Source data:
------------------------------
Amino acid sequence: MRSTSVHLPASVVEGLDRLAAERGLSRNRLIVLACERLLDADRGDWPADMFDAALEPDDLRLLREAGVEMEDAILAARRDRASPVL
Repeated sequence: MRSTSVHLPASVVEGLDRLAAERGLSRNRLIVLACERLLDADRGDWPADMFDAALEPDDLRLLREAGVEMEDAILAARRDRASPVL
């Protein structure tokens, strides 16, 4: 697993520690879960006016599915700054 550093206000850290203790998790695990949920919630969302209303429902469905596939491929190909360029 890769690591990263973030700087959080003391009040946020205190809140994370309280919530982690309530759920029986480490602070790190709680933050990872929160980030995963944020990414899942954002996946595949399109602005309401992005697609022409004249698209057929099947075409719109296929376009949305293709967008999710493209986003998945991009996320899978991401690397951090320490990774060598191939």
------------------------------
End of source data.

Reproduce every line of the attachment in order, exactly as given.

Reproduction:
Amino acid sequence: MRSTSVHLPASVVEGLDRLAAERGLSRNRLIVLACERLLDADRGDWPADMFDAALEPDDLRLLREAGVEMEDAILAARRDRASPVL
Repeated sequence: MRSTSVHLPASVVEGLDRLAAERGLSRNRLIVLACERLLDADRGDWPADMFDAALEPDDLRLLREAGVEMEDAILAARRDRASPVL
């Protein structure tokens, strides 16, 4: 697993520690879960006016599915700054 550093206000850290203790998790695990949920919630969302209303429902469905596939491929190909360029 890769690591990263973030700087959080003391009040946020205190809140994370309280919530982690309530759920029986480490602070790190709680933050990872929160980030995963944020990414899942954002996946595949399109602005309401992005697609022409004249698209057929099947075409719109296929376009949305293709967008999710493209986003998945991009996320899978991401690397951090320490990774060598191939």